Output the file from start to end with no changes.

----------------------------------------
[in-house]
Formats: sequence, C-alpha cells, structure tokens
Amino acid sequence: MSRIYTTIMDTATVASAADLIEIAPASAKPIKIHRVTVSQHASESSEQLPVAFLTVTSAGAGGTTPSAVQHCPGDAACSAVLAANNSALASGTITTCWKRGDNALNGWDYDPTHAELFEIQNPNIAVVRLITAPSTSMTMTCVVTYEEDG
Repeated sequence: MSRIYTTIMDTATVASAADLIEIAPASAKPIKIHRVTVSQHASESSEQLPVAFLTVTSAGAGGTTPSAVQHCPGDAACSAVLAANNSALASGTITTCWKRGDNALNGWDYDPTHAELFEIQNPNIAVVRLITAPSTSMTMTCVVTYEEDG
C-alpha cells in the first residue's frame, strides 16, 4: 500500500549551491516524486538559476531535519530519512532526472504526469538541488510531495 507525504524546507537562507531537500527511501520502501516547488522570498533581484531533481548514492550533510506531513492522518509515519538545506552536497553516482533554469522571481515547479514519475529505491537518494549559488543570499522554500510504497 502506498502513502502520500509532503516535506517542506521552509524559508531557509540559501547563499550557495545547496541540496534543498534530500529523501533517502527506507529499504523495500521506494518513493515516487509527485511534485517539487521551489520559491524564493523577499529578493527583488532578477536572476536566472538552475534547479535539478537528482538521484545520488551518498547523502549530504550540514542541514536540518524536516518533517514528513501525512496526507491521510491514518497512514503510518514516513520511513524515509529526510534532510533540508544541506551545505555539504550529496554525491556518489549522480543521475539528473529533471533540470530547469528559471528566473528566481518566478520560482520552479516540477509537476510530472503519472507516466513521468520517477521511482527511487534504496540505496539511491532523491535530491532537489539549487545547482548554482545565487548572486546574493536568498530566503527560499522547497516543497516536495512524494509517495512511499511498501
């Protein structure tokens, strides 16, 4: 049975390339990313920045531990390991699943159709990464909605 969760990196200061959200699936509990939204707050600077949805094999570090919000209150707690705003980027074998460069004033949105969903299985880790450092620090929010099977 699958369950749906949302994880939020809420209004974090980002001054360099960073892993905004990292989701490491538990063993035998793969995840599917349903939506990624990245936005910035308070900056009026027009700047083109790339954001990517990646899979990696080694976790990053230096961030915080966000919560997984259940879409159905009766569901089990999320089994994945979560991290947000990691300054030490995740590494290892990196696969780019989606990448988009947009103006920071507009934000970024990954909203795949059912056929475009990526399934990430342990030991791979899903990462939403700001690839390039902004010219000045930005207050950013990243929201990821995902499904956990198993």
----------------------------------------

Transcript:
[in-house]
Formats: sequence, C-alpha cells, structure tokens
Amino acid sequence: MSRIYTTIMDTATVASAADLIEIAPASAKPIKIHRVTVSQHASESSEQLPVAFLTVTSAGAGGTTPSAVQHCPGDAACSAVLAANNSALASGTITTCWKRGDNALNGWDYDPTHAELFEIQNPNIAVVRLITAPSTSMTMTCVVTYEEDG
Repeated sequence: MSRIYTTIMDTATVASAADLIEIAPASAKPIKIHRVTVSQHASESSEQLPVAFLTVTSAGAGGTTPSAVQHCPGDAACSAVLAANNSALASGTITTCWKRGDNALNGWDYDPTHAELFEIQNPNIAVVRLITAPSTSMTMTCVVTYEEDG
C-alpha cells in the first residue's frame, strides 16, 4: 500500500549551491516524486538559476531535519530519512532526472504526469538541488510531495 507525504524546507537562507531537500527511501520502501516547488522570498533581484531533481548514492550533510506531513492522518509515519538545506552536497553516482533554469522571481515547479514519475529505491537518494549559488543570499522554500510504497 502506498502513502502520500509532503516535506517542506521552509524559508531557509540559501547563499550557495545547496541540496534543498534530500529523501533517502527506507529499504523495500521506494518513493515516487509527485511534485517539487521551489520559491524564493523577499529578493527583488532578477536572476536566472538552475534547479535539478537528482538521484545520488551518498547523502549530504550540514542541514536540518524536516518533517514528513501525512496526507491521510491514518497512514503510518514516513520511513524515509529526510534532510533540508544541506551545505555539504550529496554525491556518489549522480543521475539528473529533471533540470530547469528559471528566473528566481518566478520560482520552479516540477509537476510530472503519472507516466513521468520517477521511482527511487534504496540505496539511491532523491535530491532537489539549487545547482548554482545565487548572486546574493536568498530566503527560499522547497516543497516536495512524494509517495512511499511498501
């Protein structure tokens, strides 16, 4: 049975390339990313920045531990390991699943159709990464909605 969760990196200061959200699936509990939204707050600077949805094999570090919000209150707690705003980027074998460069004033949105969903299985880790450092620090929010099977 699958369950749906949302994880939020809420209004974090980002001054360099960073892993905004990292989701490491538990063993035998793969995840599917349903939506990624990245936005910035308070900056009026027009700047083109790339954001990517990646899979990696080694976790990053230096961030915080966000919560997984259940879409159905009766569901089990999320089994994945979560991290947000990691300054030490995740590494290892990196696969780019989606990448988009947009103006920071507009934000970024990954909203795949059912056929475009990526399934990430342990030991791979899903990462939403700001690839390039902004010219000045930005207050950013990243929201990821995902499904956990198993």